This does not however mean that ICO has not been able to use the power.  Since 2012 it has issued nine MPNs totalling £1.1m to direct marketers who breach PECR.  More emphasis is placed on the overall level of distress suffered by hundreds or thousands of victims, which can be considered substantial.  ICO concentrates on the worst offenders: cold callers who deliberately and repeatedly call numbers registered with the Telephone Preference Service, (“TPS” – Ofcom’s “do not call” list) even when asked to stop and those that attract hundreds of complaints.

In fact, in this particular case there were specific problems with the MPN document (this will not necessarily come as a surprise for those familiar with ICO MPNs).  The Tribunal criticised ICO for a number of reasons: not being specific about the Regulation contravened, omitting important factual information, including in the period of contravention time when ICO did not yet have fining power and changing the claim from the initial few hundred complaints to the much wider body that may have been sent.  Once all this was taken into consideration, only 270 unsolicited texts were sent to 160 people.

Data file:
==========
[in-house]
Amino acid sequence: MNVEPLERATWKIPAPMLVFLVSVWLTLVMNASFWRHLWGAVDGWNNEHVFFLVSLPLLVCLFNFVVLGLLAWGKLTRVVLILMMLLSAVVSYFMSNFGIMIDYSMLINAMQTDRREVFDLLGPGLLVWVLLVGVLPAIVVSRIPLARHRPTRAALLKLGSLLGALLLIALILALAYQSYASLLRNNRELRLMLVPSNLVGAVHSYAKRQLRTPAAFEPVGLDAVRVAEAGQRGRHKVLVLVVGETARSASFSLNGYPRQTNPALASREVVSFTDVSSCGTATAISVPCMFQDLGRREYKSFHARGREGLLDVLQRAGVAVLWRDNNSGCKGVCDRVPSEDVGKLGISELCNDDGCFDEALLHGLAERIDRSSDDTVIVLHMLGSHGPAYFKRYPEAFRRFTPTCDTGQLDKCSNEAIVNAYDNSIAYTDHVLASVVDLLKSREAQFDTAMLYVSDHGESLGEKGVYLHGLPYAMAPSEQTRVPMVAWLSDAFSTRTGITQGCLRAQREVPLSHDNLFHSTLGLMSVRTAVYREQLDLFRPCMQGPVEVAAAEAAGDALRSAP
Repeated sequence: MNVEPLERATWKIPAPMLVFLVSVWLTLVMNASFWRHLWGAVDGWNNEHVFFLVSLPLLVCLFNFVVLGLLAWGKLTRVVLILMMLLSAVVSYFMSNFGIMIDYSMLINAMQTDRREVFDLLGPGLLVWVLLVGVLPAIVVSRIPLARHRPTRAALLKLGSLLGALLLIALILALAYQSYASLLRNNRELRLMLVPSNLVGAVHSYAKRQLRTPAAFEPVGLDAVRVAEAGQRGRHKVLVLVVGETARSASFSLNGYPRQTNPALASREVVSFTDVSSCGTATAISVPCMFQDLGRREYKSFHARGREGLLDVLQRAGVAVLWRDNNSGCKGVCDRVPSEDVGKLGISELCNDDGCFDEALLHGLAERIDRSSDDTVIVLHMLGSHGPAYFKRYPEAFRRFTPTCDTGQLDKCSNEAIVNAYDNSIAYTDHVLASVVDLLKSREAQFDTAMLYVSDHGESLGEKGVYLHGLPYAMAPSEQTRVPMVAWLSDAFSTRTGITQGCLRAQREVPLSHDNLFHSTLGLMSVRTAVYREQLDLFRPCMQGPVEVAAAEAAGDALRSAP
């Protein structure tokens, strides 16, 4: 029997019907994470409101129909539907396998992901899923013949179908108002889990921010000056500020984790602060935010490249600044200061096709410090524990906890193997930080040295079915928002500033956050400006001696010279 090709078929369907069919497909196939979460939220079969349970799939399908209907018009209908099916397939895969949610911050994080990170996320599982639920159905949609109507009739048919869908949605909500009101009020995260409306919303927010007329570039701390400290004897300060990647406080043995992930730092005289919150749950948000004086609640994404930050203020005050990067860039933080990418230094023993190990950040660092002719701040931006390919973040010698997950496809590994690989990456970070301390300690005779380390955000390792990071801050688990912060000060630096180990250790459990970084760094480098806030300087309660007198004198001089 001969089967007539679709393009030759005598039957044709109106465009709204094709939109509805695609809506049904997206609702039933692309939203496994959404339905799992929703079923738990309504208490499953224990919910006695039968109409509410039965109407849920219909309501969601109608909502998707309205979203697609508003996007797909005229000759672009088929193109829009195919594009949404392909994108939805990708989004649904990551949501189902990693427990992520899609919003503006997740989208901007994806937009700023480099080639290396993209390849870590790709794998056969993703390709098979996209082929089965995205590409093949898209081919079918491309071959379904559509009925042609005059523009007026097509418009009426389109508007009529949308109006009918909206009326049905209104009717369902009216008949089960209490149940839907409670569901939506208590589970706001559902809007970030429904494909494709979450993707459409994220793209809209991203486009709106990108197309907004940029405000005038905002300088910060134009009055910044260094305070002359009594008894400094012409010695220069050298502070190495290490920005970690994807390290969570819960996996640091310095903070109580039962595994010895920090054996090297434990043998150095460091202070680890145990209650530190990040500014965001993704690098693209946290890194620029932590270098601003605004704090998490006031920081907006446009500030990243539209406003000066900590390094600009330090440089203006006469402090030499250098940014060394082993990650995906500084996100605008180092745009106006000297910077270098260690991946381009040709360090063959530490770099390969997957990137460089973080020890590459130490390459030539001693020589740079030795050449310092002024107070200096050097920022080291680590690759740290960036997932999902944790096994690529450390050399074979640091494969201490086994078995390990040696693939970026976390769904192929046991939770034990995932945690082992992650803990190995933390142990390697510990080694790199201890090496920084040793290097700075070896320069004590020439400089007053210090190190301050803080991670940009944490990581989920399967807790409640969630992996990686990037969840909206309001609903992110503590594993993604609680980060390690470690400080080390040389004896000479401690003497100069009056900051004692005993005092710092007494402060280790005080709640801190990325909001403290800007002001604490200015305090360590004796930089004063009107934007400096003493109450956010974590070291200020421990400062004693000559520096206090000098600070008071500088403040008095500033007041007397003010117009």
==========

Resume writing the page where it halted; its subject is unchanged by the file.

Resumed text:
Proposal

ICO has been very vocal about having its hands tied in this matter and has long pushed for a change in the law (which is consistent with ICO’s broader campaigning for new powers).  Nuisance calls are a cause of great irritation for the public and currently only the worst offenders can be targeted.  Statistics compiled by ICO and TPS showed that the most nuisance is caused by large numbers of companies making a smaller number of calls.  Of 982 companies that TPS received complaints about, 80% received fewer than 5 complaints and only 20 more than 25 complaints.

Following a select committee enquiry, an All Party Parliamentary Group and a backbench debate, DCMS has launched the consultation, which invites responses on whether the threshold should be lowered to “annoyance, inconvenience or anxiety“.  This would bring it in line with the threshold Ofcom must consider when fining telecoms operators for persistent misuse for silent/abandoned calls. ICO estimates that had this threshold been in place since 2012, a further 50 companies would have been investigated/fined.